Now this was a very high paying client. And even though, over the past 2 years, I have managed to build my business to the point where I have my “pay the bills” clients and I have my “porfolio piece” clients, it was still very hard to make the decision. In the end, after talking to quite a few other local professionals / agencies, I felt confident in my decision.

You have to look at it two ways. A: your are producing a project for a client with ill intent. If the project is a failure because the ill intent is exposed, then you are responsible for developing a project that failed = not a good business move. B: This client would, more than likely, refer you to other clients (a good thing) that would have similar ill intended projects (not a good thing).

Unfortunatly we all have to eat, 3 times a day in fact, and doing work like this is sometimes necessary. But you must be clear about why it is necessary. Is it necessary so that you can keep doing work like this? Or is it necessary so that you can pay the bills while you are looking for better clients who have better projects.

The work you do defines the work you get. Referrals are about 3/4 of my business, and I can safely assume this is almost the same for everyone in the industry. You have to market yourself through the work you do, and bad work does bad marketing for you if it has your name on it.


wrote the following on Wednesday January 5, 2005

Thanks for your thoughts on this. I am glad you stood your ground on something you thought was bad business—I think if more developers followed your lead there would be much less crap on the web today. Unfortunately, I too have had to simply say “no” to clients who wanted to do insanely dumb things with their website. I was able to convince most that users do not like being tricked or controlled, but a few clients just went out and hired a designer that was willing to drive traffic away.

Which is another point I probably should have brought up in the article. Smart clients pay designers / developers for their input and expertise—not just for their Photoshop license. When I start a project with a new client I try to gently inform them that I am in the driver seat and I generally know what I am talking about. Most eventually defer to my knowledge; a few rogues (whose pieces are not in my portfolio) think they know everything and act on that assumption. These are usually the ones with FrontPage.

Smells like a future blog entry.

eddie wilson

wrote the following on Sunday January 9, 2005

Well that would be an excellent article to write on, and one that I also plan to write on in the future. Young designers out on their own have to decide whether they are “a paintbrush” and the client is “the painter” or the other way around. And that should, as you put it, be clear to the client. The client knows what they expect of the designer. The designer has to make it his/her job to also know this and if it doesnt match up, then maybe its not the right client.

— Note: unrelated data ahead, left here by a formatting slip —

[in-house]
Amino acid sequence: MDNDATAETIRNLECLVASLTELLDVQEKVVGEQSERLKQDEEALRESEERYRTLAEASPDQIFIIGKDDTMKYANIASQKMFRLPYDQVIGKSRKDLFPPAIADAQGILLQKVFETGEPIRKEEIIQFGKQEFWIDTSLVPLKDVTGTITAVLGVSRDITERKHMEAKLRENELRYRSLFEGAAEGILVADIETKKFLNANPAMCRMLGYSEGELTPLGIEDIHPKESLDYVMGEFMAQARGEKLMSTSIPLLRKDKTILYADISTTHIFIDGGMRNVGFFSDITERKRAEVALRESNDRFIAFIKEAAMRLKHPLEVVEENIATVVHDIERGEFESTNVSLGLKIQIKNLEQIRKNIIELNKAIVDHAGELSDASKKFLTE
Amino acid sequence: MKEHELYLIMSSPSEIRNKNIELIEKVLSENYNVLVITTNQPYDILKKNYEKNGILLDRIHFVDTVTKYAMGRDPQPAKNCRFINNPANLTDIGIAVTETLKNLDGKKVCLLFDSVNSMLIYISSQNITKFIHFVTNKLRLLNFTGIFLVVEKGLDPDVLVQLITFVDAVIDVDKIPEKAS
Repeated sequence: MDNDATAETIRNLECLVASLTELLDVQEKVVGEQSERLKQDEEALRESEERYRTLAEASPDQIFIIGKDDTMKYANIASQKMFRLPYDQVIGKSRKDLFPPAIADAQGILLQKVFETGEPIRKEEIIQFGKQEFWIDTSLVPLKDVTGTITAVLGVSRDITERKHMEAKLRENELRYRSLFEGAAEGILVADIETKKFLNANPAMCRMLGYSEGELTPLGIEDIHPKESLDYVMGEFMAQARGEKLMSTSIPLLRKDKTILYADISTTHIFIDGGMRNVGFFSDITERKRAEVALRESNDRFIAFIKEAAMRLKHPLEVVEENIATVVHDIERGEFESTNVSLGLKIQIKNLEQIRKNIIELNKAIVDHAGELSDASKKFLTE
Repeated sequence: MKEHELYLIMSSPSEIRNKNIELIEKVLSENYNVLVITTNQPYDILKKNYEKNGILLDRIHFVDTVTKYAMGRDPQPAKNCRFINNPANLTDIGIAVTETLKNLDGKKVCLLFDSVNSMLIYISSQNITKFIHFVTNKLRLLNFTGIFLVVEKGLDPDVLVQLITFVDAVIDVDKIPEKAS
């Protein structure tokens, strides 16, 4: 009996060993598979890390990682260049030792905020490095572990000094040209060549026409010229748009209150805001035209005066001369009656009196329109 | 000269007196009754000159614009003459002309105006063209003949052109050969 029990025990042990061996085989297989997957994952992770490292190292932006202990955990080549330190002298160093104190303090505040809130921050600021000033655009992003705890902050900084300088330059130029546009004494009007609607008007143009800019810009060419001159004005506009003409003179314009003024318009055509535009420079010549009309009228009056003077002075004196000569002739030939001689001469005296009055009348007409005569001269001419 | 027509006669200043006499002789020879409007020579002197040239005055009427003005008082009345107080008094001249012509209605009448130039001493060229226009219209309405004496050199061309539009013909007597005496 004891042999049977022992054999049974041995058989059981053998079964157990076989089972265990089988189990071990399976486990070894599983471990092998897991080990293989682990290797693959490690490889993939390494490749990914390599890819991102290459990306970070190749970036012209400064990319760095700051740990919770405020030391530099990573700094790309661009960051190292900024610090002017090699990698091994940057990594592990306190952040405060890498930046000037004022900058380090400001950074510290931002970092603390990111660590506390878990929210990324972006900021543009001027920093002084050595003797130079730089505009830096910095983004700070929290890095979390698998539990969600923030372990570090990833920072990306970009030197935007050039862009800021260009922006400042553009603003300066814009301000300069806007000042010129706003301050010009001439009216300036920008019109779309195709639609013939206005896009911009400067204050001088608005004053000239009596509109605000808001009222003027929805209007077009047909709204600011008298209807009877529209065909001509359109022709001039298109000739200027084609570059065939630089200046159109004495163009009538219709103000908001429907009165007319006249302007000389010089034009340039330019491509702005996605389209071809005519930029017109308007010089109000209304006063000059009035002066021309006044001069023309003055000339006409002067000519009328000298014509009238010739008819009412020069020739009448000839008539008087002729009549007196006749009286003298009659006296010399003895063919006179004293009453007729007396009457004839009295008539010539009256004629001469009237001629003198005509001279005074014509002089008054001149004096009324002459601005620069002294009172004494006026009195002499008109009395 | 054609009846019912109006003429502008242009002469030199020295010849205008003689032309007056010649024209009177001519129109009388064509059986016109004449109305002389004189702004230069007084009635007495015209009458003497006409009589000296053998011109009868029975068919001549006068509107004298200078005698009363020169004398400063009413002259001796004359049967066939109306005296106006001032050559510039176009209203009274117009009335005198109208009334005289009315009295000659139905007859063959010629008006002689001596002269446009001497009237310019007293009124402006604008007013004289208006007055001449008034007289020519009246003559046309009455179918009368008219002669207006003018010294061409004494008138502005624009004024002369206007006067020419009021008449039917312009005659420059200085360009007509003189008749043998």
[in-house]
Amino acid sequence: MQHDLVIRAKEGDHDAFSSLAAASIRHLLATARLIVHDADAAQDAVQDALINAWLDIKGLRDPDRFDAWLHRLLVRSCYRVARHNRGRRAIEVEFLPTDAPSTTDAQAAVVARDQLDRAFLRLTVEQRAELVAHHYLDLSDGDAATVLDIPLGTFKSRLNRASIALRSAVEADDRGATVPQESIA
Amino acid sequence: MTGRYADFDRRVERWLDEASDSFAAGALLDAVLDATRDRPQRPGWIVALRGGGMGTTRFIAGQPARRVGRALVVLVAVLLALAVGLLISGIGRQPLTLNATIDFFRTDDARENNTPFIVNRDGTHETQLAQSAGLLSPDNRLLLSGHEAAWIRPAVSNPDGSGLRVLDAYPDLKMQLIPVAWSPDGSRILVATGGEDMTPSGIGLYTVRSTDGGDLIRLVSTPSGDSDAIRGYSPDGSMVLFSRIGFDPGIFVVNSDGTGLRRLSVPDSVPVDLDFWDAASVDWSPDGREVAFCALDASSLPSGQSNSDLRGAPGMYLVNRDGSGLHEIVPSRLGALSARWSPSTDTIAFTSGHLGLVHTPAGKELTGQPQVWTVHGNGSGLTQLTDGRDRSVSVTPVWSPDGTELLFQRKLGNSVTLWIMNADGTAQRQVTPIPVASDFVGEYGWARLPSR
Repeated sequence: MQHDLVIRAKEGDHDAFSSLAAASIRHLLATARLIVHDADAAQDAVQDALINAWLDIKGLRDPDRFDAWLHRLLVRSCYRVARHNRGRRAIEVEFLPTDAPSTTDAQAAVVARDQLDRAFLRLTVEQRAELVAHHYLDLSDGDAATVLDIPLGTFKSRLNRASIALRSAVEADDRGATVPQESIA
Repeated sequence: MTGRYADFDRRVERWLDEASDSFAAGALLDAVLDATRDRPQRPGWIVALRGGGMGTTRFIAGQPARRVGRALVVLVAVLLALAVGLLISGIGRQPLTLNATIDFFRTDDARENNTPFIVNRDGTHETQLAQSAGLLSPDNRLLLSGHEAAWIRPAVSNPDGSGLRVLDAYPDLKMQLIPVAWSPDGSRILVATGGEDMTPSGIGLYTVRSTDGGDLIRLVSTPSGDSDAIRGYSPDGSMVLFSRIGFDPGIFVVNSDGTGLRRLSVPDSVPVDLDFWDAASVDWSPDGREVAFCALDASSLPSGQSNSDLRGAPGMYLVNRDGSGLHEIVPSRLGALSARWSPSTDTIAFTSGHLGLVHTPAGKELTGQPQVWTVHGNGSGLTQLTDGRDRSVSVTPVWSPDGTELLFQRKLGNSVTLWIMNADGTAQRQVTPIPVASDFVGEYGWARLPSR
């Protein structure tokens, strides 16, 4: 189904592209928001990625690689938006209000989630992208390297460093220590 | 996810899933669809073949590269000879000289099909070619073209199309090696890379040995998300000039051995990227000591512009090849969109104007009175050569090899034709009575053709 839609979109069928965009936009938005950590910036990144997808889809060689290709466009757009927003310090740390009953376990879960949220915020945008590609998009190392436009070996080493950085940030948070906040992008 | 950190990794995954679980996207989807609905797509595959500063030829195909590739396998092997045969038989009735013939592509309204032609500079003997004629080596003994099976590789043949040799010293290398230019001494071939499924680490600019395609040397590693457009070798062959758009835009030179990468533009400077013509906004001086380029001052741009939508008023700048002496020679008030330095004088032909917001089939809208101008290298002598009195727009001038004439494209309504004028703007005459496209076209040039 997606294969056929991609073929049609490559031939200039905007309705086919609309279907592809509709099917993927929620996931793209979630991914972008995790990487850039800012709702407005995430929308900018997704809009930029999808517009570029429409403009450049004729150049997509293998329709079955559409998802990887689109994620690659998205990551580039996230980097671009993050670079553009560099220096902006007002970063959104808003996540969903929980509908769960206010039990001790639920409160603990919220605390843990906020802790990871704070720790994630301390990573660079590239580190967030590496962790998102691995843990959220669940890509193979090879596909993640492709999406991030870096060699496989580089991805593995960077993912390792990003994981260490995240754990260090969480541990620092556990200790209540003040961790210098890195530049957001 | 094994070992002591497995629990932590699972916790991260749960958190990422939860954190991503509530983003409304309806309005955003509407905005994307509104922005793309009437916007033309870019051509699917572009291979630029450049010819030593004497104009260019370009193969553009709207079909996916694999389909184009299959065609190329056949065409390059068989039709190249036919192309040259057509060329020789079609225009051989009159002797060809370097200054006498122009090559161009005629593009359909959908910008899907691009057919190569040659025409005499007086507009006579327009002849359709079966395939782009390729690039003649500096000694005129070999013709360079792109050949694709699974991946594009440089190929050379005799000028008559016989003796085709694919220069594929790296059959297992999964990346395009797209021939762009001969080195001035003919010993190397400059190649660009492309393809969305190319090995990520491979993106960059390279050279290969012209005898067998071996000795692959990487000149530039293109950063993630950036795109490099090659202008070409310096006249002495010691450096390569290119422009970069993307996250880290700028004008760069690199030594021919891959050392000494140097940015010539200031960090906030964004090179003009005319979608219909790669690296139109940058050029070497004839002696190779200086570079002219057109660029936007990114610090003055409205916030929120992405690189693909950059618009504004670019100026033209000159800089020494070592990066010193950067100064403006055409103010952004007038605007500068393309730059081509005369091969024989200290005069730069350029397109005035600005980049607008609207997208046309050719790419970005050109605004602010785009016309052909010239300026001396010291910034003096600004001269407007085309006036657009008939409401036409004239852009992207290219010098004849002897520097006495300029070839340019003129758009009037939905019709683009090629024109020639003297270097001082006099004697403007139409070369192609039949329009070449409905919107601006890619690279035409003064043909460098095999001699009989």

Of course it is a very hard thing to do, just like anything else when dealing with a new client. Designers want to impress, not offend; get contracts/not scare them away. But what young designers (and some of us older types ;-) ) have to recognize is that being honest about this up front will do two things; A: if its the right client then they will respect you for your confidence in your talents, just make sure you can back it up! B: if its the wrong client then yes, you have offended them, but you have also avoided a relationship that will be fraut with problems from day 1.

This can also, as I have seen personally many times, turn a bad client into a good client. By explaining that “I am the painter and the paintbrush, you supply the paints” many of my would-be-bad clients have turned a new leaf on how they see my services.

Now I have had to back it up with real-world past examples of successful projects, but if someone is going to give me money for my talents then I would not expect to have to do any less.

This problems is caused by one simple thing; client knows their product. Therefore some clients believe that this extends to all areas. This is simply not true. Does a CEO wire the office network and ensure data security? No, a CTO does. Does a CEO manage the books? No a CFO does. The same should be applied to marketing.

A client may know their product better than anyone else, but it is a designers responsibility to explain to the client that, while they would never tell the client about THEIR product, it might just be possible that they know what to do when it comes to marketing that product.

Of course if you can find a client who knows it all, pays well, and has simple but constant work they can also be an asset. No business makes its money off the showroom pieces. Nike may have some nice pro-sponsored shoes, but they more than likely make most of their revenue off their basic line of footwear. Young designers need to understand the same. Not ever bad client is a BAD client…if you can find one that can become a paycheck client, do it and do it first off! Cuz having a paycheck makes those portfolio clients alot easier to get.

OK. I will stop now :-) Feel so much better, like an invisible weight…